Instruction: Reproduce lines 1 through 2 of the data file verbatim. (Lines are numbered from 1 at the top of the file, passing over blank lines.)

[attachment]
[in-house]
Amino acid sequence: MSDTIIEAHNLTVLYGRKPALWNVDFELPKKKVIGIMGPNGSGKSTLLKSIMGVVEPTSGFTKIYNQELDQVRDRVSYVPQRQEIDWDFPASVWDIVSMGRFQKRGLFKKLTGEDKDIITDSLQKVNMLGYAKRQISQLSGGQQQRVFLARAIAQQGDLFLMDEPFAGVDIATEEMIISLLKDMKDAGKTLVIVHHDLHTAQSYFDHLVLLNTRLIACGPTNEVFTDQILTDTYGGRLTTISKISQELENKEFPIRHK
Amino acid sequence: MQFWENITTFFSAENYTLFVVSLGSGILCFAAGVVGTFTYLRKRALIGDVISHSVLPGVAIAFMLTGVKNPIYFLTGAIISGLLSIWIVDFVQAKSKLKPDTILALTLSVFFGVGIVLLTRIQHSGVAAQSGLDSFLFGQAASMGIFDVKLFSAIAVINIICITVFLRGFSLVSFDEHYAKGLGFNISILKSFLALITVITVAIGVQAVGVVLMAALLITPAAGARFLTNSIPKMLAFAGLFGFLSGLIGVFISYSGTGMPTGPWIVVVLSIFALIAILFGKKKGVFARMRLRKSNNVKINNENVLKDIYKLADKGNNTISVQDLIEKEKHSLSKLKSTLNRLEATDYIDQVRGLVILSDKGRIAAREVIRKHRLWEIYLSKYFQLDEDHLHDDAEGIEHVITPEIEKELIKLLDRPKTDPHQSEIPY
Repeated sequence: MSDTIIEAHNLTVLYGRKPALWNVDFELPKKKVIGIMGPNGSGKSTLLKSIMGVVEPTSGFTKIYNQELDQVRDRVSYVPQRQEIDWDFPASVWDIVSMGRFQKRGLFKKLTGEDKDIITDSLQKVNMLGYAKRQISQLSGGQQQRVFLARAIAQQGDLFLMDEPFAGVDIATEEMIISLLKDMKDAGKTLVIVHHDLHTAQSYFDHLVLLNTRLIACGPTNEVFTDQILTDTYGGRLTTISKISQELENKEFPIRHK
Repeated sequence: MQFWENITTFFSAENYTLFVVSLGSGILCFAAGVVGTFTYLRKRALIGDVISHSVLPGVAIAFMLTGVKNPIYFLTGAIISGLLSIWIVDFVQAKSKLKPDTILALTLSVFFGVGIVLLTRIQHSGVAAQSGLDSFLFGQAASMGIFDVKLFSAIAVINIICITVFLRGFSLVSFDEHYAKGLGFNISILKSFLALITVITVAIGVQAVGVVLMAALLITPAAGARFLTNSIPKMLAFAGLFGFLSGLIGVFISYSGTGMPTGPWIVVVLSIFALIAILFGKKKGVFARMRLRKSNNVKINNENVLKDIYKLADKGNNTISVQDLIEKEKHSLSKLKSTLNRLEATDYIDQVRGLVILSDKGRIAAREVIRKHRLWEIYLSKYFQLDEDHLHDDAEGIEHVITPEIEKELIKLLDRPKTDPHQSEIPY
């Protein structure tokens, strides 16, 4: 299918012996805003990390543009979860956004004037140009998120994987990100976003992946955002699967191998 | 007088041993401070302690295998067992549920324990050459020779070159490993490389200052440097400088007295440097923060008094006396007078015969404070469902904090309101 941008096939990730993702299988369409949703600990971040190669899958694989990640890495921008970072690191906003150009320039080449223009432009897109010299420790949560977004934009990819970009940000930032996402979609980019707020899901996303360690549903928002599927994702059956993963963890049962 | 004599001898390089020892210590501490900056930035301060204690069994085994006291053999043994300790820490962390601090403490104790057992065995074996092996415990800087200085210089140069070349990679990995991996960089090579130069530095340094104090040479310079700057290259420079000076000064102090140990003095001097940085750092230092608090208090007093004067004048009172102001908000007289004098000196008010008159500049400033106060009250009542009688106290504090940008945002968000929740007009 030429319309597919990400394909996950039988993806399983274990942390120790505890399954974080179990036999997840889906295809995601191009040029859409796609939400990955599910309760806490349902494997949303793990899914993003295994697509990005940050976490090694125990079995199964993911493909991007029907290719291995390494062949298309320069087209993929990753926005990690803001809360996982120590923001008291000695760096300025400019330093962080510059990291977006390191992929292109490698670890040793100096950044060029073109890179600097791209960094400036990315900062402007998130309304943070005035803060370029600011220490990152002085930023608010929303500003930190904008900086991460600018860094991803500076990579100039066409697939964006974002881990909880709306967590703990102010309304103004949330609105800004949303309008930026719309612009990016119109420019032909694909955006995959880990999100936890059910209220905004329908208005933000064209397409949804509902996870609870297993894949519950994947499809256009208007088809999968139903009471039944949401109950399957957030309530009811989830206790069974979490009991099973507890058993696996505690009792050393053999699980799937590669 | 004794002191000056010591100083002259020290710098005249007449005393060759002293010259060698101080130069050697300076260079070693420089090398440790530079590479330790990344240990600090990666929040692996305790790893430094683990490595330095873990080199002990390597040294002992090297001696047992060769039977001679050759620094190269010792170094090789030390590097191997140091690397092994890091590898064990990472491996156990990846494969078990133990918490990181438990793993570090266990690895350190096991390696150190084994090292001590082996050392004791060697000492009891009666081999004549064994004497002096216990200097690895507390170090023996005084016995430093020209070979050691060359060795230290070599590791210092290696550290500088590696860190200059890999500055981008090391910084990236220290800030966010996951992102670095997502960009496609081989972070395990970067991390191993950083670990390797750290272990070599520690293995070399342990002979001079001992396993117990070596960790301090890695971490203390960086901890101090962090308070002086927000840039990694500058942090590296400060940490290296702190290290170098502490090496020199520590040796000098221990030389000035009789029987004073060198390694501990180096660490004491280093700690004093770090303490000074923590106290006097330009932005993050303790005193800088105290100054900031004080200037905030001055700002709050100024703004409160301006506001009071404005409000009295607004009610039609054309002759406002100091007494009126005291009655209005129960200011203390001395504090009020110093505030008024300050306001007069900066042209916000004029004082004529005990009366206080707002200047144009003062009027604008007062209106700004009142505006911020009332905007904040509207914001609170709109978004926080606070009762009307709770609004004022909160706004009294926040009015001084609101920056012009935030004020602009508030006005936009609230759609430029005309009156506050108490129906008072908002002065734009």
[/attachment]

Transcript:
[in-house]
Amino acid sequence: MSDTIIEAHNLTVLYGRKPALWNVDFELPKKKVIGIMGPNGSGKSTLLKSIMGVVEPTSGFTKIYNQELDQVRDRVSYVPQRQEIDWDFPASVWDIVSMGRFQKRGLFKKLTGEDKDIITDSLQKVNMLGYAKRQISQLSGGQQQRVFLARAIAQQGDLFLMDEPFAGVDIATEEMIISLLKDMKDAGKTLVIVHHDLHTAQSYFDHLVLLNTRLIACGPTNEVFTDQILTDTYGGRLTTISKISQELENKEFPIRHK